"This large project will shed light onto something that hasn't been explored before: The role of people who are undetected by the health system in propagating dengue," says Vazquez-Prokopec.

Explore further: Tracking the spread of dengue fever: Domestic networks drive rapid transmission of human infection

Related Stories

Tracking the spread of dengue fever: Domestic networks drive rapid transmission of human infection

January 24, 2013
The mosquitoes that spread dengue fever tap into the domestic networks of humans, along with their bloodstreams, finds a study recently published in the Proceedings of the National Academy of Sciences (PNAS).

UN attacks biting bugs that spread diseases

April 7, 2014
Nobody likes mosquitoes, and the World Health Organization blames them for an array of diseases that kill a million people each year and threaten the health of half the world's people.

Swedish researchers map the risks of new virus epidemic in Europe

April 8, 2014
The risk of dengue fever beginning to spread in Europe is imminent. According to researchers from Umeå University, this is no longer just an issue for the scientific community but also for politicians and policy makers, ...

Dengue outbreak kills 23 in Pakistan

September 26, 2013
An outbreak of dengue fever in northwest Pakistan's Swat valley has killed 23 people in the past month, but health officials said Thursday it was likely to subside as the weather cools in the coming weeks.

Tropical medicine study finds most rapid way to detect dengue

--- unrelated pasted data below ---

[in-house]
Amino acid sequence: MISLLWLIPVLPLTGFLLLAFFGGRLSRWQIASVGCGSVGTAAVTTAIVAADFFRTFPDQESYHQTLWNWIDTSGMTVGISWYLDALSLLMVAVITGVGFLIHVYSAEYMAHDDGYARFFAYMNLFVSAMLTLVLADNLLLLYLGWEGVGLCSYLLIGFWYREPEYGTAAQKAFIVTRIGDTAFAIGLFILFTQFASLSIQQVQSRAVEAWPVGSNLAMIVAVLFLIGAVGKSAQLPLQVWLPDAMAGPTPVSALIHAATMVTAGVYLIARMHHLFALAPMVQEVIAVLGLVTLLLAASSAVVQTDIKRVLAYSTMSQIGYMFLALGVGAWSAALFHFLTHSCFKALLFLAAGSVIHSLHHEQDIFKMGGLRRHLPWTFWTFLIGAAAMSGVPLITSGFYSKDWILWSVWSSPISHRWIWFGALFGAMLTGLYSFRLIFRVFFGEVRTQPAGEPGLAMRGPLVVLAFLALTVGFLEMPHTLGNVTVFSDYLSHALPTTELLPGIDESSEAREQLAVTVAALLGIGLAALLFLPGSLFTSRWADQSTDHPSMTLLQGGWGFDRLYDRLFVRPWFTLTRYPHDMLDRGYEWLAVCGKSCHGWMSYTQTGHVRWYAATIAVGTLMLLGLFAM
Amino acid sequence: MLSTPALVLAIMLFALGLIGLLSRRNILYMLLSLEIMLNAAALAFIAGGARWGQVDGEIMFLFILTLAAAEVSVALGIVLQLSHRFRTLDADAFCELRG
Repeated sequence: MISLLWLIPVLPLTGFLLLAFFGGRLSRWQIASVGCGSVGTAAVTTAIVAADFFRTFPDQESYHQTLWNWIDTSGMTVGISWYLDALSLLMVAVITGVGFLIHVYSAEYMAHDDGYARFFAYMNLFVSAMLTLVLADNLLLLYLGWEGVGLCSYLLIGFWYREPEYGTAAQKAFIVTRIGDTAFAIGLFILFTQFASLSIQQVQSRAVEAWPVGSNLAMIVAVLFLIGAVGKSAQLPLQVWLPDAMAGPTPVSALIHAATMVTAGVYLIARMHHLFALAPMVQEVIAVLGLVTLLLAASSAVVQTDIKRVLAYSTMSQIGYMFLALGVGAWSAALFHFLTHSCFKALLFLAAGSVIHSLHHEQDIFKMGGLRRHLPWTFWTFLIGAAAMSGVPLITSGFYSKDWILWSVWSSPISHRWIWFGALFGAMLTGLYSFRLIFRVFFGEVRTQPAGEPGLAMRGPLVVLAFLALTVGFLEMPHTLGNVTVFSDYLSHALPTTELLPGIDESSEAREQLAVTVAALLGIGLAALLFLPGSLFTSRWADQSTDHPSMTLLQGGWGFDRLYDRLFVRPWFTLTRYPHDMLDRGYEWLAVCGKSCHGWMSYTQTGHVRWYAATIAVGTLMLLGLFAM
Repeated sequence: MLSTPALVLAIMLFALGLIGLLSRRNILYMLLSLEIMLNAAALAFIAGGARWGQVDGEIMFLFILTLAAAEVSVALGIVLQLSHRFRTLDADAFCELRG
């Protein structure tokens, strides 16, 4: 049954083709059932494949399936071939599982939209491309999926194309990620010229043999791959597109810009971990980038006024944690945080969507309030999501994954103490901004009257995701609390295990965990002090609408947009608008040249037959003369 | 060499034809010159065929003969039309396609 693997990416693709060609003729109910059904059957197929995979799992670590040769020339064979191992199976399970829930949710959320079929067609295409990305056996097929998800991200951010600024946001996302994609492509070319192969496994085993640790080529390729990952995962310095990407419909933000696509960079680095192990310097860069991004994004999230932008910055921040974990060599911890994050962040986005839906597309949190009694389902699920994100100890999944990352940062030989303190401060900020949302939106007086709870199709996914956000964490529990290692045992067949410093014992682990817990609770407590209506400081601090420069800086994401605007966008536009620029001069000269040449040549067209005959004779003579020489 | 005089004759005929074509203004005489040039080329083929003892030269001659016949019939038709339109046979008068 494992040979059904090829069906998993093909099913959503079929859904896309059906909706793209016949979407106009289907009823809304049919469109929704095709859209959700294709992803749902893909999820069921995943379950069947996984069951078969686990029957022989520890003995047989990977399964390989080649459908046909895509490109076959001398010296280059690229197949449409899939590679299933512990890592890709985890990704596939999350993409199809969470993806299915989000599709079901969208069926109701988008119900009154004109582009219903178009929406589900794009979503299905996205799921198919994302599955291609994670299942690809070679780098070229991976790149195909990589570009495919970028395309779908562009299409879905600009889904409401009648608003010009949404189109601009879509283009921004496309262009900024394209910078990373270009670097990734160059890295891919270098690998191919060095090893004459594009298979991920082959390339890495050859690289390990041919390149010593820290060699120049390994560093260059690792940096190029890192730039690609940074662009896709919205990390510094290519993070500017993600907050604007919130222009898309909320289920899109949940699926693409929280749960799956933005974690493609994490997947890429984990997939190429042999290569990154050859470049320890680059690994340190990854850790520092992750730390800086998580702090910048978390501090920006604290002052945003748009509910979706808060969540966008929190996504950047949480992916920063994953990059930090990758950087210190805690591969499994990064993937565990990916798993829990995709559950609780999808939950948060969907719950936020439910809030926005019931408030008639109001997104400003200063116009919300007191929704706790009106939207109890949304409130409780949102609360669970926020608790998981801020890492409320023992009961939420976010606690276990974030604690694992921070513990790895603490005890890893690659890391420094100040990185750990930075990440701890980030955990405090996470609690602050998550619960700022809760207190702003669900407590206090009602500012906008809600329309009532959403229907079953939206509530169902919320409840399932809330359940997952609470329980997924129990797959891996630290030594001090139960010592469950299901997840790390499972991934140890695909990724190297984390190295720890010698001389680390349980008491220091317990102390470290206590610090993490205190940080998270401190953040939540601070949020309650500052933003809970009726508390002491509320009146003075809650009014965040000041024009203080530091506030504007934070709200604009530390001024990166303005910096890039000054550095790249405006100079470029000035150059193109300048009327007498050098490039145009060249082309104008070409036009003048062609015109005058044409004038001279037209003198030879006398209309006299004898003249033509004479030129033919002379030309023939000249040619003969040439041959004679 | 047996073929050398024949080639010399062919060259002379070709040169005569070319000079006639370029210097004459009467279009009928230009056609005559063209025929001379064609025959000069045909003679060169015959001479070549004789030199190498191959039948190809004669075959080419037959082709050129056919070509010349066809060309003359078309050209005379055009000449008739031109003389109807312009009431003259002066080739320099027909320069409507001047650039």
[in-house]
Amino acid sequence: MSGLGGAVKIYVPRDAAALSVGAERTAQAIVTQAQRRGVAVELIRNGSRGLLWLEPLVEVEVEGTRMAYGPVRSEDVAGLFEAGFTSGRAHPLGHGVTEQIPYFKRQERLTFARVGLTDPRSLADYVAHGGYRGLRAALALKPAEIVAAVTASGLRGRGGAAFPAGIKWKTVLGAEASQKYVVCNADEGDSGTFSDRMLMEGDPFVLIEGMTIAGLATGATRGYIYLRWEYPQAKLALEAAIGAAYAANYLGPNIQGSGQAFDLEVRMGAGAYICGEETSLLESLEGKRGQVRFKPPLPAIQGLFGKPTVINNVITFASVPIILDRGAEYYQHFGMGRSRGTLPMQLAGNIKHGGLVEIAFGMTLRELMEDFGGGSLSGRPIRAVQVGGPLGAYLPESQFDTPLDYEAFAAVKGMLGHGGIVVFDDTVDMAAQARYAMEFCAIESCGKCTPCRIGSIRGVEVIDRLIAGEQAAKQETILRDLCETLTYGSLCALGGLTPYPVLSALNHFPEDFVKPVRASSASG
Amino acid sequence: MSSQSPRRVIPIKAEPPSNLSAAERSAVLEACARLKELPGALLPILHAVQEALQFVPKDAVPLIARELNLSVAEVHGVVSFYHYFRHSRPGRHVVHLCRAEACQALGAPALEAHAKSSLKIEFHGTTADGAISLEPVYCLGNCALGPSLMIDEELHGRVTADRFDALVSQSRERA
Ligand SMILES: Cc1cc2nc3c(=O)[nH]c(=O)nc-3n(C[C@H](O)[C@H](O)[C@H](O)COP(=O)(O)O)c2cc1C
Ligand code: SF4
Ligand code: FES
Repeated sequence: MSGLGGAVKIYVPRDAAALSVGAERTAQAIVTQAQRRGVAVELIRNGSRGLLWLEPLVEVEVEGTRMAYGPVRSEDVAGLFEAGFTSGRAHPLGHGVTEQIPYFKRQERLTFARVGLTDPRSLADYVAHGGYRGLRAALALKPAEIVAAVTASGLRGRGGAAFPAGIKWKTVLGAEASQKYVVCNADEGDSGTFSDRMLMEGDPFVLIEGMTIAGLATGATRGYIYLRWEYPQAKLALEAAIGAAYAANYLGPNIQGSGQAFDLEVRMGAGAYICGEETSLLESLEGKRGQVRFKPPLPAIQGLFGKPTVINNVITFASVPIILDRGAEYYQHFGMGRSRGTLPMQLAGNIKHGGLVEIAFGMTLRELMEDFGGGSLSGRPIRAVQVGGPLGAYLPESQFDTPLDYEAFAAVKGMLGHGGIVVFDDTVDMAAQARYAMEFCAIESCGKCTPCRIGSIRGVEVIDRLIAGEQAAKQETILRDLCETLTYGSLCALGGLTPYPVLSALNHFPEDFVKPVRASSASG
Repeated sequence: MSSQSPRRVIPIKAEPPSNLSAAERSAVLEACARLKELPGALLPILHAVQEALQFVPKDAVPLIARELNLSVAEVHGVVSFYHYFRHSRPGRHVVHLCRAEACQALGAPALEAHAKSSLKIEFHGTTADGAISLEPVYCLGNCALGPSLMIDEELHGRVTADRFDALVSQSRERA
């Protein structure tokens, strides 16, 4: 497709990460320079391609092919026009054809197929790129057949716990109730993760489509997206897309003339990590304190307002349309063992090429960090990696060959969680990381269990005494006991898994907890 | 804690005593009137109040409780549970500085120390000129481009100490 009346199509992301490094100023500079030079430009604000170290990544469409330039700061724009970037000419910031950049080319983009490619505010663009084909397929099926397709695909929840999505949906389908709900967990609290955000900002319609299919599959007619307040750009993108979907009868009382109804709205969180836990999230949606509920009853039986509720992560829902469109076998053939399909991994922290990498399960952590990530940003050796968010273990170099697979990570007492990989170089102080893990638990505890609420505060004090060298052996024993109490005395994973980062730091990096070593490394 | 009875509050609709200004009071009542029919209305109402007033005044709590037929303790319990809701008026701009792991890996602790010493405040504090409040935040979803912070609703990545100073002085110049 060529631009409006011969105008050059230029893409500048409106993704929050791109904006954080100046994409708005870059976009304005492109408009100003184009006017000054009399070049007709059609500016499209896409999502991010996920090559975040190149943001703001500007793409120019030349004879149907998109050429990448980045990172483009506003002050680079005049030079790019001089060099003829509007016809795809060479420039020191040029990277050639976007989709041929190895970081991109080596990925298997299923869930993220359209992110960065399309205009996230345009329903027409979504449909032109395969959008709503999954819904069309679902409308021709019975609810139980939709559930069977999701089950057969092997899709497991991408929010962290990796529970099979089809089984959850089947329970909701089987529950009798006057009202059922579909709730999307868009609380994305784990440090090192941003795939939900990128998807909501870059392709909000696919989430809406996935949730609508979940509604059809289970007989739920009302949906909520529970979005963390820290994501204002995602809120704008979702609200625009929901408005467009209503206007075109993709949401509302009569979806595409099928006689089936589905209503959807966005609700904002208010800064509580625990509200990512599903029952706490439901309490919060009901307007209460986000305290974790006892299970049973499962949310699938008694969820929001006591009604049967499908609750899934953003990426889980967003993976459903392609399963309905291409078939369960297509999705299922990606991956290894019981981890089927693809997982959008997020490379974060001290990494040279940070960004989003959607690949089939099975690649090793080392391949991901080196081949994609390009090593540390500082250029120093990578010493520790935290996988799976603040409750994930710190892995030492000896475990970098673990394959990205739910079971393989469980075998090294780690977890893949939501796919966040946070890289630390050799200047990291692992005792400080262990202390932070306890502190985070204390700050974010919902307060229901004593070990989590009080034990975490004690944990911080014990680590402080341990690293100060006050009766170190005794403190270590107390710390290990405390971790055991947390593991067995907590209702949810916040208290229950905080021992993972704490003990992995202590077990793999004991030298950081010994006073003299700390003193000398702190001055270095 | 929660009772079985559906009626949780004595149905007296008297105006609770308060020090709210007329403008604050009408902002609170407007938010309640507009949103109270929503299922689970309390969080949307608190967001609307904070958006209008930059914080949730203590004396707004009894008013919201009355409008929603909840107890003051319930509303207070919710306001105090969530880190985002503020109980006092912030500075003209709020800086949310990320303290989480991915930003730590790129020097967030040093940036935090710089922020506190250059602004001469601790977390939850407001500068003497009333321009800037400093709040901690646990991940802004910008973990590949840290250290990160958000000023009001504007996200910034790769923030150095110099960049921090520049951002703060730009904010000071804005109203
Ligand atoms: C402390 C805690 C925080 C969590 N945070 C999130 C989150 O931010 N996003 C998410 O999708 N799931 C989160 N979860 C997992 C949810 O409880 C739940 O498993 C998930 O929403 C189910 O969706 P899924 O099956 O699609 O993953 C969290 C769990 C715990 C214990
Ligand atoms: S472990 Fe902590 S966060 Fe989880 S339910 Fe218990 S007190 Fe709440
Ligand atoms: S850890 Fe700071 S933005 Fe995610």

January 6, 2014
University of Hawaii Mānoa scientists have found that a commercially available, FDA-approved dengue detection kit bests the former "gold standard" test by producing results in under five hours.

Woman's death highlights danger of overlooking dengue

January 24, 2014
(HealthDay)—The case of a Texas woman who died after becoming infected in New Mexico with the mosquito-borne dengue virus highlights a need for U.S. doctors to recognize the disease early, experts say.

Recommended for you

Google searches can be used to track dengue in underdeveloped countries

July 20, 2017
An analytical tool that combines Google search data with government-provided clinical data can quickly and accurately track dengue fever in less-developed countries, according to new research published in PLOS Computational ...

MRSA emerged years before methicillin was even discovered

July 19, 2017
Methicillin resistant Staphylococcus aureus (MRSA) emerged long before the introduction of the antibiotic methicillin into clinical practice, according to a study published in the open access journal Genome Biology. It was ...

New test distinguishes Zika from similar viral infections

July 18, 2017
A new test is the best-to-date in differentiating Zika virus infections from infections caused by similar viruses. The antibody-based assay, developed by researchers at UC Berkeley and Humabs BioMed, a private biotechnology ...

'Superbugs' study reveals complex picture of E. coli bloodstream infections

July 18, 2017
The first large-scale genetic study of Escherichia coli (E. coli) cultured from patients with bloodstream infections in England showed that drug resistant 'superbugs' are not always out-competing other strains. Research by ...

Ebola virus can persist in monkeys that survived disease, even after symptoms disappear

July 17, 2017
Ebola virus infection can be detected in rhesus monkeys that survive the disease and no longer show symptoms, according to research published by Army scientists in today's online edition of the journal Nature Microbiology. ...

Mountain gorillas have herpes virus similar to that found in humans

July 13, 2017
Scientists from the University of California, Davis, have detected a herpes virus in wild mountain gorillas that is very similar to the Epstein-Barr virus in humans, according to a study published today in the journal Scientific ...


Please sign in to add a comment. Registration is free, and takes less than a minute. Read more

Click here to reset your password.
Sign in to get notified via email when new comments are made.